“It is devastating what’s happening,” Roof continued. “It’s not that I don’t think it won’t be devastating to staff, communities, families, businesses. Devastating. I wish we weren’t in this situation, but we are. My hope now, my personal hope, is for the best for our kids, whatever that may be.”

The district has since backed down on its legal threats.

The ‘Failing’ Label

As we wrote in September, most staff at George Washington Community High School were relieved not to be taken over. In fact, most staff are excited to see how two outside groups the state has appointed to partner with current administrators can help the school.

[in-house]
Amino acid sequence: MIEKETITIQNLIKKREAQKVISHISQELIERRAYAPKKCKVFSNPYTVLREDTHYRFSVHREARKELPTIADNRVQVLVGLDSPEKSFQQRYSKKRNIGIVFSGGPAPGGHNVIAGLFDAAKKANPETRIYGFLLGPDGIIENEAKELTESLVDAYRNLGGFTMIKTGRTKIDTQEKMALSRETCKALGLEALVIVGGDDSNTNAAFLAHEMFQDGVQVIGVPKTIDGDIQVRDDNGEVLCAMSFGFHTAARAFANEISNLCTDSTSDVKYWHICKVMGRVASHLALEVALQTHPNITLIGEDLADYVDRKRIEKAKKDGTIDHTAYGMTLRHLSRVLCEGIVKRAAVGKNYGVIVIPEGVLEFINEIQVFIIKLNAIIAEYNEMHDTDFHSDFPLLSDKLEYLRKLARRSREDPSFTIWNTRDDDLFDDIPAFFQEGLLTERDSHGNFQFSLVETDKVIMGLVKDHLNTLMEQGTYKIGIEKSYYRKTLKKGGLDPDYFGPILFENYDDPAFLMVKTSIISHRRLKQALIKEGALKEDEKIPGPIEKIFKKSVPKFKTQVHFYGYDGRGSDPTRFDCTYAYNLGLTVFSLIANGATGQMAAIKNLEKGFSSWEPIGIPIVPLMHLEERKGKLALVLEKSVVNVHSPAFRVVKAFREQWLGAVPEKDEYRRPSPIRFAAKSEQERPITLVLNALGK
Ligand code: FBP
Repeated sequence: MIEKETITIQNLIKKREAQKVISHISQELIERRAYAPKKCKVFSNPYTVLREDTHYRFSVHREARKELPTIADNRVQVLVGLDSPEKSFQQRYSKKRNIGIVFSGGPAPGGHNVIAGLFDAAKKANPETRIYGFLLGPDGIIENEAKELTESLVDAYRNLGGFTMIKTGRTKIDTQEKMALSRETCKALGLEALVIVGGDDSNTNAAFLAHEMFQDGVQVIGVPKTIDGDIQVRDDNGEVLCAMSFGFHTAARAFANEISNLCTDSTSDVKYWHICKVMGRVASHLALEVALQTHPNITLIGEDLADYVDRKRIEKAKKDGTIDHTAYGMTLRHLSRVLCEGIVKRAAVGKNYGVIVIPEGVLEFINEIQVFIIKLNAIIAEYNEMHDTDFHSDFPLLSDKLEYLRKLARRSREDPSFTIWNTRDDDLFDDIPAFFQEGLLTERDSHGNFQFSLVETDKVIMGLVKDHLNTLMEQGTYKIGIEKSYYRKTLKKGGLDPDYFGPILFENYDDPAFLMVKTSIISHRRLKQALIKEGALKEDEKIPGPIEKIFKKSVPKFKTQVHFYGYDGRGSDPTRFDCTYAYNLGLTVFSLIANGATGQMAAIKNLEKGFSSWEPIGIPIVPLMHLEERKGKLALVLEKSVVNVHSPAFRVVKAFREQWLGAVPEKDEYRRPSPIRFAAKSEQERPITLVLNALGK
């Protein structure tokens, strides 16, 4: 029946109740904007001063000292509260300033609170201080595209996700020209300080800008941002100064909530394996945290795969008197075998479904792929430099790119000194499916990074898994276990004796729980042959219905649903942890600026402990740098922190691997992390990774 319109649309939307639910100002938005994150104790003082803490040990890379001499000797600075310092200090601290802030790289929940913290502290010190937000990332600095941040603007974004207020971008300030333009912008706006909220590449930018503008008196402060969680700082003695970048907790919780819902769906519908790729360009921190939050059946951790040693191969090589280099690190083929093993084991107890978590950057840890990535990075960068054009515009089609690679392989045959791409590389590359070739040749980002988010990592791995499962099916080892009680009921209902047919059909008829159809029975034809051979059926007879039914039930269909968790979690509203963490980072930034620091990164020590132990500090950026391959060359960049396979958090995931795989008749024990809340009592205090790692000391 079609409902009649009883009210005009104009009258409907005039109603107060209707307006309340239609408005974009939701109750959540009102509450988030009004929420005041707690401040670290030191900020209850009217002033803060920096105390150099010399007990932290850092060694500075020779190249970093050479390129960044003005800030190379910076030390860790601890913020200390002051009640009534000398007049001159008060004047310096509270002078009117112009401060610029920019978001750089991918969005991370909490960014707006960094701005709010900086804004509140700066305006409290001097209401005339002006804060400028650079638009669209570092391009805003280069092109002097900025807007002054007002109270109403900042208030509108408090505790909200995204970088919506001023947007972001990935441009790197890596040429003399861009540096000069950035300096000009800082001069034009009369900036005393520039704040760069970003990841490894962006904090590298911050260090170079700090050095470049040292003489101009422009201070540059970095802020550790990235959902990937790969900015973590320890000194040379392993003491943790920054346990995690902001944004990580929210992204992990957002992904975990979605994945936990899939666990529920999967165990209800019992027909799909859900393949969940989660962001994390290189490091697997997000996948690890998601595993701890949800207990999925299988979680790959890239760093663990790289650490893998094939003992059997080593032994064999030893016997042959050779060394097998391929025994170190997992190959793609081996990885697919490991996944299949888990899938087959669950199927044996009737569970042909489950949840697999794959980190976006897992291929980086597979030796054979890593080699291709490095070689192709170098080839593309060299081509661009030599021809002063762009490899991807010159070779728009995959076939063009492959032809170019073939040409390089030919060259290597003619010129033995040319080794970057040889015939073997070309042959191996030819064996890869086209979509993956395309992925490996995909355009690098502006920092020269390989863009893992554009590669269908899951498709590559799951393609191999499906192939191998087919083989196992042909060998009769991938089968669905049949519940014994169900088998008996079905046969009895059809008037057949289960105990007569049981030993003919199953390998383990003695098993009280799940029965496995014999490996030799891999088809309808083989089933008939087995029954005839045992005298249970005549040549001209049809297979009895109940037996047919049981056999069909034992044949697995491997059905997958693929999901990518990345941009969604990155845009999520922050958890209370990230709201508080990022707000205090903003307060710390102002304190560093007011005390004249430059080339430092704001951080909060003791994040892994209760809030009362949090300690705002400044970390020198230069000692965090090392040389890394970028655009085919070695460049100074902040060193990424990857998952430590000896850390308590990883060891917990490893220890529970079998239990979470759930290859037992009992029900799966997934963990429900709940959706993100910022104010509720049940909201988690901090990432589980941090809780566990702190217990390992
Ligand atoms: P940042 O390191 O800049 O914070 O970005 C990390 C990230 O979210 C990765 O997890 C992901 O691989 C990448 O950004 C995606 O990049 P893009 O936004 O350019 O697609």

But just because the school avoided takeover doesn’t mean most staff are okay with Washington, located on the city’s west side, being labeled a “failing” school.

IPS officials and several members of the school’s staff argue the state’s ratings miss a crucial point: community schools, like Washington and three of the public schools facing state takeover, aren’t designed to improve test scores. They’re modeled to improve urban school graduation rates.

Community schools teach middle school and high school-aged students under one roof, offering after school activities and community services — Washington has a community pool, fitness center, and student health clinic. The community school model is based in the idea that if educators can engage an urban student in middle school, they have a better chance of getting that student to graduate from high school.